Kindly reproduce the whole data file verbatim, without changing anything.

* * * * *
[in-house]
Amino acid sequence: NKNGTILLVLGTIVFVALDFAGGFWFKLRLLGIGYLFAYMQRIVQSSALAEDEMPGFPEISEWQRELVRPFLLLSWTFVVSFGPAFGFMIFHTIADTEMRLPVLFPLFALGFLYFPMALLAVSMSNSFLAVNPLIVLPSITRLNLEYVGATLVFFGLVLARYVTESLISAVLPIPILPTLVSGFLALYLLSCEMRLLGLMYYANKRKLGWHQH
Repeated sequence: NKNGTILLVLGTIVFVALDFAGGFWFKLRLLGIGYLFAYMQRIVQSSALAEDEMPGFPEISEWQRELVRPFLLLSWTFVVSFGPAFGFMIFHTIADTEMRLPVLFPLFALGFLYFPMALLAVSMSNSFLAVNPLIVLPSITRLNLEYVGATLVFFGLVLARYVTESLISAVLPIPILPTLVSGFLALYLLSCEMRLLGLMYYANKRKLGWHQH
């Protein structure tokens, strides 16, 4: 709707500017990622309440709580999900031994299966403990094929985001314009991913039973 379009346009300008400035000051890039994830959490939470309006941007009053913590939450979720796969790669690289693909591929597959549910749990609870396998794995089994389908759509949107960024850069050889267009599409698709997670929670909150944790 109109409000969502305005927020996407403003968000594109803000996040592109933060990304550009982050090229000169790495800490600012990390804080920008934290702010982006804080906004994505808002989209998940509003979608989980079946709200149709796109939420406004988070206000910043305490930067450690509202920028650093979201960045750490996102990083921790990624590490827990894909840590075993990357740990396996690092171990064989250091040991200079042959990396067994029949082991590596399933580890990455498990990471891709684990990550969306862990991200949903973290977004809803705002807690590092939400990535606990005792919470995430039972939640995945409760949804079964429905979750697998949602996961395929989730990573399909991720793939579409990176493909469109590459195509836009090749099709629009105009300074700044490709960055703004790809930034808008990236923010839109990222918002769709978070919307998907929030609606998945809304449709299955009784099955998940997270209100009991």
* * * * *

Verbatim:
[in-house]
Amino acid sequence: NKNGTILLVLGTIVFVALDFAGGFWFKLRLLGIGYLFAYMQRIVQSSALAEDEMPGFPEISEWQRELVRPFLLLSWTFVVSFGPAFGFMIFHTIADTEMRLPVLFPLFALGFLYFPMALLAVSMSNSFLAVNPLIVLPSITRLNLEYVGATLVFFGLVLARYVTESLISAVLPIPILPTLVSGFLALYLLSCEMRLLGLMYYANKRKLGWHQH
Repeated sequence: NKNGTILLVLGTIVFVALDFAGGFWFKLRLLGIGYLFAYMQRIVQSSALAEDEMPGFPEISEWQRELVRPFLLLSWTFVVSFGPAFGFMIFHTIADTEMRLPVLFPLFALGFLYFPMALLAVSMSNSFLAVNPLIVLPSITRLNLEYVGATLVFFGLVLARYVTESLISAVLPIPILPTLVSGFLALYLLSCEMRLLGLMYYANKRKLGWHQH
């Protein structure tokens, strides 16, 4: 709707500017990622309440709580999900031994299966403990094929985001314009991913039973 379009346009300008400035000051890039994830959490939470309006941007009053913590939450979720796969790669690289693909591929597959549910749990609870396998794995089994389908759509949107960024850069050889267009599409698709997670929670909150944790 109109409000969502305005927020996407403003968000594109803000996040592109933060990304550009982050090229000169790495800490600012990390804080920008934290702010982006804080906004994505808002989209998940509003979608989980079946709200149709796109939420406004988070206000910043305490930067450690509202920028650093979201960045750490996102990083921790990624590490827990894909840590075993990357740990396996690092171990064989250091040991200079042959990396067994029949082991590596399933580890990455498990990471891709684990990550969306862990991200949903973290977004809803705002807690590092939400990535606990005792919470995430039972939640995945409760949804079964429905979750697998949602996961395929989730990573399909991720793939579409990176493909469109590459195509836009090749099709629009105009300074700044490709960055703004790809930034808008990236923010839109990222918002769709978070919307998907929030609606998945809304449709299955009784099955998940997270209100009991």